"I never had high hopes going in because I knew what I was doing when I signed with Top Rank," Michael says. "I knew I was going into a screwed-up mess. Right off I told Butch not to talk about big numbers and give me the lie. I told him I had been lied to all my life, so he could skip all that and just tell me it like it was. I was going in for me, but mainly I was going in to be with Leon, to help Leon. I knew professional fighting was a dirty business. I was and I am very concerned about Leon. He's my brother. He's very weak in some points. He has a tendency to trust people he shouldn't. All those smiling faces and shaking hands, and he just trusts. He should check people out. As for me, if I get messed up, I want to do it myself, then I can blame only myself. I don't want any help. If I fail, I want to fail on my own."

Still, as wary as he was going in, Michael says he was shocked by what he found. "Right off I saw that Butch needed me to get to Leon. I was the key. Leon did a lot of running off on his own. I'd get Leon back and we'd talk. Being brothers, we'd have arguments, but no fights. I'd talk to him, we'd argue, then he'd be O.K. There were good times and there were troubled times, but most of the time it was very confusing to us. Mostly to me. It took me a little while to learn that Leon was in a messed-up condition.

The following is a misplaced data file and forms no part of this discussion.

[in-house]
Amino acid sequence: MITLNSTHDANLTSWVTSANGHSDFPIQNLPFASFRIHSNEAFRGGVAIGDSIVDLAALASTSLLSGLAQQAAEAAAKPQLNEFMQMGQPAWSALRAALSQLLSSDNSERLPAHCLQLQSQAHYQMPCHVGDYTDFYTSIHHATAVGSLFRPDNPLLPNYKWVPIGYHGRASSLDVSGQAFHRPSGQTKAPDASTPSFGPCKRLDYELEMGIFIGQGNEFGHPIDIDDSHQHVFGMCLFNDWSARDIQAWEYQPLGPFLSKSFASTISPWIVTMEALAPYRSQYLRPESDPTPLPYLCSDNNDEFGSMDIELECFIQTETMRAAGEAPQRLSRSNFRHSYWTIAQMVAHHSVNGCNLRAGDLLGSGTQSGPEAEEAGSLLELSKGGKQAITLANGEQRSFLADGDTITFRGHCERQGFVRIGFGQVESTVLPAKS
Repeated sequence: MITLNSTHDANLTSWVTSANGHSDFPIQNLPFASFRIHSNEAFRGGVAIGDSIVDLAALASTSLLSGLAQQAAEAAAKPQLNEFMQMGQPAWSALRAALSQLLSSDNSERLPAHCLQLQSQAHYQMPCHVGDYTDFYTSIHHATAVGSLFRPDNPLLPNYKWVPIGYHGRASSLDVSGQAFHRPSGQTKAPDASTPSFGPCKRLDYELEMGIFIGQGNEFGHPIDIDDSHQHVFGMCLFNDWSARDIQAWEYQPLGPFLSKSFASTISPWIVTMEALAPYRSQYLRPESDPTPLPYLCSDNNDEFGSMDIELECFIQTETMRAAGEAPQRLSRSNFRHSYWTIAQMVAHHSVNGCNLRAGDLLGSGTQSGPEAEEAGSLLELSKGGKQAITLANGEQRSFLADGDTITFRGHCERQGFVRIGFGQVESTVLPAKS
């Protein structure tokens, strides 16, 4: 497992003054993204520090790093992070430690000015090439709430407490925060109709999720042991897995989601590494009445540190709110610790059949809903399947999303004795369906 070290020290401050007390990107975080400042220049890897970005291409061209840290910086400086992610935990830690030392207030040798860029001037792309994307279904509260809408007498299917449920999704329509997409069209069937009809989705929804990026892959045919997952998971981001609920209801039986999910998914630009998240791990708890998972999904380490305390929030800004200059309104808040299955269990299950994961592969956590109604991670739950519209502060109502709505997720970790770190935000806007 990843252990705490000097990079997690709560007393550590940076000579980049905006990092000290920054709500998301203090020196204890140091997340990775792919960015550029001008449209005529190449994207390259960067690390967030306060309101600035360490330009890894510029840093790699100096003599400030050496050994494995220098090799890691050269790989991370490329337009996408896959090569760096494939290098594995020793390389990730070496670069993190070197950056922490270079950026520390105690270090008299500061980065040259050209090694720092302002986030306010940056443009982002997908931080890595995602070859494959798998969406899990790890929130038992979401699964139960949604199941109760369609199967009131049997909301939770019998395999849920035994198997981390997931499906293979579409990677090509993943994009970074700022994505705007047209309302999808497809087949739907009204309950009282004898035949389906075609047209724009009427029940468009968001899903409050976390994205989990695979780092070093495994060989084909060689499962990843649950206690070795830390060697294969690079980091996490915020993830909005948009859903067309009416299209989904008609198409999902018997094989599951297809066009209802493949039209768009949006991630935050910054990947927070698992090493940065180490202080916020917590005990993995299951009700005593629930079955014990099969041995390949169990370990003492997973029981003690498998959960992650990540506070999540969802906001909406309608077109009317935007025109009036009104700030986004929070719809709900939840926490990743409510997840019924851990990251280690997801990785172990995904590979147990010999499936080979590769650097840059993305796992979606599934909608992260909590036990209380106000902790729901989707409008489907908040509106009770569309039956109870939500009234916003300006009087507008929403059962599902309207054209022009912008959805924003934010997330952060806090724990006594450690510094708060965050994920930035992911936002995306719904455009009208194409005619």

"Everything was moving so much. We never had time to sit together and talk. We never were allowed the time together we needed to get our heads straight. As each fight took place, I noticed a lot of shaky things happening. Like we discovered friends of Butch's selling Spinks T shirts at one fight. When we asked about the royalties, nobody knew where the money was going. Leon was upset. But everything else was happening too, so all that got forgotten.

"There was a lot of neglect, a lot of disinterest. We were looking good to the world but going nowhere. I tried to talk to Leon, but he was very confused. They kept moving him. And he was having family problems with Nova. He was having so many problems my heart went out to him. I couldn't lay things on him like I wanted. You can't lay too many things on Leon at one time. So I went home and talked it over with Mama. She tried to call Leon. She told me she tried to call him through the Top Rank office in New York a lot, and that she got turned away a lot."

For his third fight, Michael earned $20,000. For his fourth, he got $4,000. That's when he determined that he needed a manager. When he fought in Nevada and California, whose boxing commissions require a fighter to have a manager, Top Rank used the name of John Lewis, Butch's father, on the license.

"Butch never told me outright that I didn't need a manager," Michael said. "But he said he'd always be around to help, and that not having a manager would save me money. He helped; he helped dehumanize me. That's when Mom and I decided to call Miranda. We needed help."

Now Michael has the manager. No longer will Top Rank negotiate with Top Rank for his services. "I feel relief," he says. "I feel less alone now. I feel like I have a friend. Now I'm off on a new venture. I hope this change is what I am looking for. But now I have to help Leon. What good will all this do—what will it all mean—if I lose Leon?"


Light heavyweight Michael (top) has gained a manager but he is afraid that he will lose Leon.